At the end of our epic European Summer Road Trip, we traveled by ferry from Dubrovnik, Croatia to Bari, Italy and then from Rome Italy, to Barcelona, Spain. To get from Bari, on east coast “heel” of Italy’s boot, to Civitavecchia, just north of Rome on Italy’s west coast was a five hour drive. Since our ferry was scheduled to arrive in Bari around 8am and the Rome ferry (let’s just agree to call it “Rome” so I don’t have to keep writing out Civitavecchia, okay?) left at 11pm, we theoretically could have made it from one ferry to another in the same (long) day. However, I didn’t want to have to stress about missing our ferry or having to drive too far if we didn’t get a good night sleep on our first ferry. And if spending one night in Italy before catching our ferry also happened to give us more time for some Italian pizza, pasta and gelato, who was I to fight it?
Having been to Rome, Pompeii and Venice within the last few months, I knew we wanted to find something else, and maybe focus on a new area of Italy, preferably one not to far from the fastest route between the two cities.
So – our winning spot was….Sulmona, Italy!
Sulmona was located right off one of the best routes between the two cities, maybe adding about 30 minutes to our total driving time.
We arrived in Sulmona, a cute little town in the Abruzzo region, around lunchtime, and headed straight for, you guessed it, a pizzeria! After eating lunch, we went to our airbnb for the night, located right off the main pedestrian town of Sulmona. We spent a little bit of time walking around Sulmona, there was nothing too special there, just typical quaint cobblestoned Italian streets.
We, of course, also got ourselves some gelato and just ended up with a quick sandwich for dinner.
The next morning we got back on the road, heading towards Rome for our 11pm ferry departure. We had plenty of time, so I did a bit of searching for a good place to stop for lunch, and we came across a total winner!
This restaurant, Osteria Del Borgo, is located on the far outskirts of Rome, in a tiny little village and was rated in the top 2% of all Rome restaurants on TripAdvisor. We drove down the main street in the tiny town, parking in a town square where other cars seemed to be haphazardly parked, hoping it was okay to leave the car there. Then, we walked down the street to the restaurant. We were the first ones there for lunch and it looked pretty local and authentic. We all ordered pasta dishes. Being an authentically local place, the menu was in Italian and the waitress didn’t seem to speak much English, so we had to get by with C’s very limited Italian (no internet for google translate either). The food ended up being so amazing. It was all delicious homemade and hand cut pasta. All of our dishes were beyond fantastic, and this one goes down as one of the best meals we’ve ever had.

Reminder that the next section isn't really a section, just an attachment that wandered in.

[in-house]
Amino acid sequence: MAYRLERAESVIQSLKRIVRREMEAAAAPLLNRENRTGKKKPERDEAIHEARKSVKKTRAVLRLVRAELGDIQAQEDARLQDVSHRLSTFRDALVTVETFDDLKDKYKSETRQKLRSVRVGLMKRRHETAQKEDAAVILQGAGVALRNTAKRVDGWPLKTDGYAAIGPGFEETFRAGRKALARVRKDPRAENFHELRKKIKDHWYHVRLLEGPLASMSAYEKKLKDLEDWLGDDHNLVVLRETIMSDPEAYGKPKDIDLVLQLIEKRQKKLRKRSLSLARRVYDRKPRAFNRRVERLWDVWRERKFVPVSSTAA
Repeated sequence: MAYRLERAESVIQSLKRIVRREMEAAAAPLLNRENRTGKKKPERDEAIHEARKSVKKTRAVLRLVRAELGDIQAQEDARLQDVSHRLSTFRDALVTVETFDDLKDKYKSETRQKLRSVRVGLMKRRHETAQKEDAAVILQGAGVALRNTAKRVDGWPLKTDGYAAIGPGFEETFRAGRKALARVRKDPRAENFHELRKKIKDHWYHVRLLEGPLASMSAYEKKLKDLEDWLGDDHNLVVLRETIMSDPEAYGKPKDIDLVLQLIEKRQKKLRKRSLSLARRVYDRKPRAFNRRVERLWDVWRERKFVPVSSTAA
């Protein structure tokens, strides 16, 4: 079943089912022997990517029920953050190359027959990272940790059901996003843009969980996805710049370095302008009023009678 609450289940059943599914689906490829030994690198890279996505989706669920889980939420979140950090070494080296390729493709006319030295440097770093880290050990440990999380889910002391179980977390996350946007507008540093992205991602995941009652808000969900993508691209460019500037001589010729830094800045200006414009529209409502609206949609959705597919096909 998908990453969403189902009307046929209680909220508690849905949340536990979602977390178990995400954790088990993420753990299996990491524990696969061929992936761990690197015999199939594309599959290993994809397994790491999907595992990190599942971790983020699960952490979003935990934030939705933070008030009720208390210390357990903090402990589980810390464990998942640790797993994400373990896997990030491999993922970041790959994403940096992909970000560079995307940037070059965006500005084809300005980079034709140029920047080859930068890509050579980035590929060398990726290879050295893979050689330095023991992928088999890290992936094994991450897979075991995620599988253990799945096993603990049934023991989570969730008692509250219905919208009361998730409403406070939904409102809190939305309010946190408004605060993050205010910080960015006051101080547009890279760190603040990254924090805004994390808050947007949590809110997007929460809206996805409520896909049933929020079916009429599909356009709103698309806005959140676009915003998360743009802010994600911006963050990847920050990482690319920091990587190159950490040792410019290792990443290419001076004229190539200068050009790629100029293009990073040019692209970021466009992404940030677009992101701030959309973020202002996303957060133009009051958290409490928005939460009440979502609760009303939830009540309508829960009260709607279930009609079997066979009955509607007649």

After lunch, we drove just a few more kilometers to the town of Anguillara Sabazia, on the banks of the volcanic lake of Lago di Bracciano. We parked in a small lot next to the lake, changed into swimsuits, blew up the floatie and headed to the banks of the lake.
As expected of this volcanic lake, the banks were made of dark volcanic stone and the lake was nearly perfectly circular (though it isn’t actually a crater lake, and instead was made when the magma chamber of a volcano 400,000 years ago collapsed.
After playing around in the lake for a few hours, we headed into the town (pictured behind the boys) for one final Italian gelato.
After gelato, it was time to get back in the car and drive our final hour to the Rome ferry port. And that ended of our exciting (and filling!) thirty-six hours in the heart of Italy. Watch for our next post on our ferry rides from Dubrovnik – Bari and Rome – Barcelona.